An overview of shock wave therapy in musculoskeletal disorders

Ching Jen Wang*

*Corresponding author for this work

Research output: Contribution to journalReview articlepeer-review

223 Scopus citations


Shock waves are high-energy acoustic waves generated under water with high voltage explosion and vaporization. Shock wave in urology (lithotripsy) is primarily used to disintegrate urolithiasis, whereas shock wave in orthopedics (orthotripsy) is not used to disintegrate tissues, rather to induce neovascularization, improve blood supply and tissue regeneration. The application of shock wave therapy in certain musculoskeletal disorders has been around for approximately 15 years, and the success rate in non-union of long bone fracture, calcifying tendonitis of the shoulder, lateral epicondylitis of the elbow and proximal plantar fasciitis ranged from 65% to 91%. The complications are low and negligible. Recently, shock wave therapy was extended to treat other conditions including avascular necrosis of femoral head, patellar tendonitis (jumper's knee), osteochondritis dessicans and non-calcifying tendonitis of the shoulder. Shock wave therapy is a novel therapeutic modality without the need of surgery and surgical risks as well as surgical pain. It is convenient and cost-effective. The exact mechanism of shock wave therapy remains unknown. Based on the results of animal studies in our laboratory, it appears that the mechanism of shock waves first stimulates the early expression of angiogenesis-related growth factors including eNOS (endothelial nitric oxide synthase), VEGF (vessel endothelial growth factor) and PCNA (proliferating cell nuclear antigen), then induces the ingrowth of neovascularization that improves blood supply and increases cell proliferation and eventual tissue regeneration to repair tendon or bone tissues. The rise of angiogenic markers occurred in as early as one week and only lasted for approximately 8 weeks, whereas the neovascularization was first noted in 4 weeks and persisted for 12 weeks or longer along with cell proliferation. These findings support the clinical observation that the effect of shock wave therapy appears to be dose-dependent and symptom improvement with time. Additional information including the cellular and molecular changes after shock wave therapy are needed for further clarification on the mechanism of shock wave therapy in musculoskeletal system.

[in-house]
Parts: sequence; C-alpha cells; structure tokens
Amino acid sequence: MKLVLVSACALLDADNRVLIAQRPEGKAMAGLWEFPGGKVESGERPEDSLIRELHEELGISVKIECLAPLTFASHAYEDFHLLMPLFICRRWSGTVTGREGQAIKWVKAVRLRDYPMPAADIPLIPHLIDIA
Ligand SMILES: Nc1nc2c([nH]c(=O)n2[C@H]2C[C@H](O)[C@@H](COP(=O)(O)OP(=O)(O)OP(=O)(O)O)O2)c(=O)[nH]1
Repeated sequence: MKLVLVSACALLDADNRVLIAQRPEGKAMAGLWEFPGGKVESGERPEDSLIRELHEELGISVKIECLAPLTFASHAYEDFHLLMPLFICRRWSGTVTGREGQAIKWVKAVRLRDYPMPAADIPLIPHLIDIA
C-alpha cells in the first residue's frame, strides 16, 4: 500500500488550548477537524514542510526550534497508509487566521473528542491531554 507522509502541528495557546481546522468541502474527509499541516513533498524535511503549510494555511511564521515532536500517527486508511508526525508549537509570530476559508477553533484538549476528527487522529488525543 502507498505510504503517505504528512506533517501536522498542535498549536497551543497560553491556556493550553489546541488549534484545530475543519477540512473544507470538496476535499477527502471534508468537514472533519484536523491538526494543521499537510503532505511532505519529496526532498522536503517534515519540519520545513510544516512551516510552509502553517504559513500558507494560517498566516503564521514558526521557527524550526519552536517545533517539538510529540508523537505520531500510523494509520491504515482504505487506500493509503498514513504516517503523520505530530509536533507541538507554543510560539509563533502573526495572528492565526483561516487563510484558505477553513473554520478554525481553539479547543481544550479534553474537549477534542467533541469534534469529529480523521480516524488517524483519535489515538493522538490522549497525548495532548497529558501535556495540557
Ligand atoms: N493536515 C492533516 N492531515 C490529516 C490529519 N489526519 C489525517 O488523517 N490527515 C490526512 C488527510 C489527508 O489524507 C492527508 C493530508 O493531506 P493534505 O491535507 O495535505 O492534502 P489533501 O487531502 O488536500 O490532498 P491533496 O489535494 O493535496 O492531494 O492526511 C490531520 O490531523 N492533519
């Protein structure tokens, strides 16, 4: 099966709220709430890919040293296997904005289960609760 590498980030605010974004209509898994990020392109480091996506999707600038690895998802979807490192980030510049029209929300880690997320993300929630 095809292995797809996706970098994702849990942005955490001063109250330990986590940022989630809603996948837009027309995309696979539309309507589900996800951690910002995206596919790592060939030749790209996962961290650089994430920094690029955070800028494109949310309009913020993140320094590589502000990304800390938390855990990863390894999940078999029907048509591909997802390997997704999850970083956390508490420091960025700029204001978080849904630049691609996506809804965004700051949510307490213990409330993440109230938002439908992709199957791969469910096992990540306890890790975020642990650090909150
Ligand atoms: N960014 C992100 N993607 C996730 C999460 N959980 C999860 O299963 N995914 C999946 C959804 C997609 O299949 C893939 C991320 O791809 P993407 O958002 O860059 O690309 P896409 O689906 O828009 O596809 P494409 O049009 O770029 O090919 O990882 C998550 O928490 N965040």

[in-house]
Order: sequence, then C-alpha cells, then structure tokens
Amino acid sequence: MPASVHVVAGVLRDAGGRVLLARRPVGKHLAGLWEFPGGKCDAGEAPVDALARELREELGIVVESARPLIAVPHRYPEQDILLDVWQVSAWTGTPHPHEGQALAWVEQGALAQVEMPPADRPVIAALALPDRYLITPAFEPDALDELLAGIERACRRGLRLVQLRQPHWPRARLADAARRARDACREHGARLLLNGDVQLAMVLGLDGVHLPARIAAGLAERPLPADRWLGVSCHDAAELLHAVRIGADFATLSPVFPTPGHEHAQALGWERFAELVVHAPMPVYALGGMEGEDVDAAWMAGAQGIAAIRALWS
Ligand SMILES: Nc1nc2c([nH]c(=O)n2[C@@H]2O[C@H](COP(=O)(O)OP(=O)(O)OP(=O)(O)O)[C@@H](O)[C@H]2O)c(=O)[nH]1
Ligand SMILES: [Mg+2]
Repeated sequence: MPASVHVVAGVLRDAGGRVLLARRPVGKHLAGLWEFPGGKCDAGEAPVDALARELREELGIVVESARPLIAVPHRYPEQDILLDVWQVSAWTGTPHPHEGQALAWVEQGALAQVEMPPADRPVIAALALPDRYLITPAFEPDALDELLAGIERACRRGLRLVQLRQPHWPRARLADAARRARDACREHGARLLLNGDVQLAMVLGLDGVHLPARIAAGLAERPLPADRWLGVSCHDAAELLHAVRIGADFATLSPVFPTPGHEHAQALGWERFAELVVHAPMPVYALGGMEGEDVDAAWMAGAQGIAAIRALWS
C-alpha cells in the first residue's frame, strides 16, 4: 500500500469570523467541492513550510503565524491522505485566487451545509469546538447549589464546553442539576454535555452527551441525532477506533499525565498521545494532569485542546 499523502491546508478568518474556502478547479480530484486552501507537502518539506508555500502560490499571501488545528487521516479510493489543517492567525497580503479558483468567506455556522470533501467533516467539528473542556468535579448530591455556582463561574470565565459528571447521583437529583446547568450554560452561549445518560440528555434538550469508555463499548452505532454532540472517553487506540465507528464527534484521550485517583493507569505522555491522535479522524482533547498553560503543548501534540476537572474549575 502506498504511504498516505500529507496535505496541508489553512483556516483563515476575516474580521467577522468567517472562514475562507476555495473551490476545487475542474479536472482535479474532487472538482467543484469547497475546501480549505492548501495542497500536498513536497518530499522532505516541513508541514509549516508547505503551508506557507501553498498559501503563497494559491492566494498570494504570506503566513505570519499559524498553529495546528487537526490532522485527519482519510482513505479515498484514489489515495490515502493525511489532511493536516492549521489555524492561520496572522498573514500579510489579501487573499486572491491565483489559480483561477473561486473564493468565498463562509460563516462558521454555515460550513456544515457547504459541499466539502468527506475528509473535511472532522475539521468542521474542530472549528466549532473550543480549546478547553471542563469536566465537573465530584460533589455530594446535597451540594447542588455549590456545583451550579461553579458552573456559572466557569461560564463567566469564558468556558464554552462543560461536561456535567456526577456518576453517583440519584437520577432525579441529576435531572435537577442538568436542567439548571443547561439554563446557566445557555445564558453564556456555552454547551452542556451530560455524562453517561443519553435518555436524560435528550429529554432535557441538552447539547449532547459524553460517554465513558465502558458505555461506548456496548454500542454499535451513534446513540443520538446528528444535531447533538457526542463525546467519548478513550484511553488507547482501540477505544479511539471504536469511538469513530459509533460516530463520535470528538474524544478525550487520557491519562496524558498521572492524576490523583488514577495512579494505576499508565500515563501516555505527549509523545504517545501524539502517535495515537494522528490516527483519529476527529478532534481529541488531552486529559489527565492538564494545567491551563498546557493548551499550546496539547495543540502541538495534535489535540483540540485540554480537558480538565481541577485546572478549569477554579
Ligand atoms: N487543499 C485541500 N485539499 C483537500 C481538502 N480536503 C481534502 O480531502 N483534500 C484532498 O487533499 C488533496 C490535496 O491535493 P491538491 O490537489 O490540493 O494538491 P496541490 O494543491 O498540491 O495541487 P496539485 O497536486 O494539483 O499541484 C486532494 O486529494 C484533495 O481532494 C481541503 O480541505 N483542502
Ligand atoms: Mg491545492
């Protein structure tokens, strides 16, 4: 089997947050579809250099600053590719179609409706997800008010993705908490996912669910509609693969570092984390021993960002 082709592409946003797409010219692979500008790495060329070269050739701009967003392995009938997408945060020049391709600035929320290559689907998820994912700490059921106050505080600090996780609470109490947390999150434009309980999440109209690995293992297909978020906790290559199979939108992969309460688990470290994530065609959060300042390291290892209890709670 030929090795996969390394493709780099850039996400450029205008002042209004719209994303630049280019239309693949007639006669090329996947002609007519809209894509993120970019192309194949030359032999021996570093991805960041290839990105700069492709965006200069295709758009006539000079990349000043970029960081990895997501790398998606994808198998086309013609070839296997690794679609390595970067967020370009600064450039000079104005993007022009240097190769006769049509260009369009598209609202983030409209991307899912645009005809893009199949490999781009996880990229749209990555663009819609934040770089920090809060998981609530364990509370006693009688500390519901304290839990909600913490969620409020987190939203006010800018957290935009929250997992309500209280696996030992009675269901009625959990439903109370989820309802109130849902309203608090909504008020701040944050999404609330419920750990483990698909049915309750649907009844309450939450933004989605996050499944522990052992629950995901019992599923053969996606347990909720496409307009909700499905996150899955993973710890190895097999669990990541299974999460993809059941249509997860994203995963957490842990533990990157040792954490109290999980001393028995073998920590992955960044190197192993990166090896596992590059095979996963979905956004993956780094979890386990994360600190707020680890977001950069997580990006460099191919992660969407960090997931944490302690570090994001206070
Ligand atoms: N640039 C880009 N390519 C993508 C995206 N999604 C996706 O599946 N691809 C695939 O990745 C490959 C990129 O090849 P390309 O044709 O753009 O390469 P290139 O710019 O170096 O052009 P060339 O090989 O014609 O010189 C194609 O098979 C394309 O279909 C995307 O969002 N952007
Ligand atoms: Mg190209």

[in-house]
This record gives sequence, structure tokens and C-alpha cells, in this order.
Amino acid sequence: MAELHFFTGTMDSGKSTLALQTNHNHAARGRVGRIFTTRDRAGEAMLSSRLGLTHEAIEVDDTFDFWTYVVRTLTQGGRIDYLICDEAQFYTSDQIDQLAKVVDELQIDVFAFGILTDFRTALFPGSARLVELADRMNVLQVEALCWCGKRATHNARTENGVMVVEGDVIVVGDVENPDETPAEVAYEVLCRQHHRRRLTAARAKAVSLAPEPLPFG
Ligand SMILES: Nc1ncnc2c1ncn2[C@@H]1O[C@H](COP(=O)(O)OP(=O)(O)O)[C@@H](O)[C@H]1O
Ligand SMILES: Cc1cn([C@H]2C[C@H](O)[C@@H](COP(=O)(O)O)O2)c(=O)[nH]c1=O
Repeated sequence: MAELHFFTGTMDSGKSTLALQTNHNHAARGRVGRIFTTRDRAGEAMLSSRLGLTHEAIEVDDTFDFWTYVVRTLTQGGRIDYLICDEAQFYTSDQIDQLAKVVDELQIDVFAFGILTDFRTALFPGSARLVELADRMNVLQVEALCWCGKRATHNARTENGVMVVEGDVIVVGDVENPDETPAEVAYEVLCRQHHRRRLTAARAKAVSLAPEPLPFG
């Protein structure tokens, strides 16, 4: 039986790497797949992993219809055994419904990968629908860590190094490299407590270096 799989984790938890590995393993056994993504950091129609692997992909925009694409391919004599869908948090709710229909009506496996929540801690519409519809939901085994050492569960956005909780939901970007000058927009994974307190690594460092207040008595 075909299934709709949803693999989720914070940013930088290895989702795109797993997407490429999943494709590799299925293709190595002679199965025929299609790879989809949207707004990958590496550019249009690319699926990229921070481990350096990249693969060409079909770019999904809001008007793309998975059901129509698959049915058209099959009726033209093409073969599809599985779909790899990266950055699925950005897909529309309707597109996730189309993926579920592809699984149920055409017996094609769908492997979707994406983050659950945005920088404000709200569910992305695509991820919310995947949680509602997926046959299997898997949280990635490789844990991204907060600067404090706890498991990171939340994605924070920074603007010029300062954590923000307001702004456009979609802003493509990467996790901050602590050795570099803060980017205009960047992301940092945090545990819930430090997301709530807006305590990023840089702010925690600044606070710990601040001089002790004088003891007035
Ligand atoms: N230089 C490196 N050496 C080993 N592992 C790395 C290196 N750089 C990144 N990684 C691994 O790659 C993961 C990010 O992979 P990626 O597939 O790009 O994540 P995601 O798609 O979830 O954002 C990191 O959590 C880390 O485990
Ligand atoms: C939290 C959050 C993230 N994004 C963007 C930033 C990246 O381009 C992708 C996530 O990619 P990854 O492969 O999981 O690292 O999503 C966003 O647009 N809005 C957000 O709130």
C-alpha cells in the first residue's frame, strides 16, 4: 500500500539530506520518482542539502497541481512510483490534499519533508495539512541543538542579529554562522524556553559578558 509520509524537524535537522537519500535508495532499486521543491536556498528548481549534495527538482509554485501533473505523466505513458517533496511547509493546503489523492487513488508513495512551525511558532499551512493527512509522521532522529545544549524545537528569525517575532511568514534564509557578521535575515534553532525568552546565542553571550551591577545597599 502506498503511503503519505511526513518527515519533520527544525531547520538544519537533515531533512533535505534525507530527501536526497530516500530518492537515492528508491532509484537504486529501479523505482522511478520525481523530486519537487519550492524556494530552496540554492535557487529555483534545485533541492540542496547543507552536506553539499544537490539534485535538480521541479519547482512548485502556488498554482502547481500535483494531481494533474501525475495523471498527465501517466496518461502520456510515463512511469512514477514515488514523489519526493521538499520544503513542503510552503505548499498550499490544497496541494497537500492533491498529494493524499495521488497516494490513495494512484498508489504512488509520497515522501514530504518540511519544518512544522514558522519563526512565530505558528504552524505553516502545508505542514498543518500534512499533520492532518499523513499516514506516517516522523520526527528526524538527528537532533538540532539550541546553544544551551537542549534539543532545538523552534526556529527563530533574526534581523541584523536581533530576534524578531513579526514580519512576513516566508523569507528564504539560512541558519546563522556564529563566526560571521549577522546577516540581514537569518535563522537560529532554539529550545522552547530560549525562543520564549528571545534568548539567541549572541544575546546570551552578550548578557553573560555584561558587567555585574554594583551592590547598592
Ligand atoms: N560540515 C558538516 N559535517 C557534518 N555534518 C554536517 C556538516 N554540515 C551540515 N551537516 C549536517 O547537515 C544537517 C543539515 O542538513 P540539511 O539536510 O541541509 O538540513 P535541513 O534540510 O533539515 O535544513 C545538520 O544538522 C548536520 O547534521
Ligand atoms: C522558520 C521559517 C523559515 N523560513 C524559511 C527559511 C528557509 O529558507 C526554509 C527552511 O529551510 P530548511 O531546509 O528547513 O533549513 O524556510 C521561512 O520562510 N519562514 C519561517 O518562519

Original languageEnglish
Pages (from-to)220-232
Number of pages13
JournalChang Gung Medical Journal
Issue number4
StatePublished - 01 04 2003
Externally publishedYes


  • Mechanism
  • Musculoskeletal system
  • Shock wave therapy


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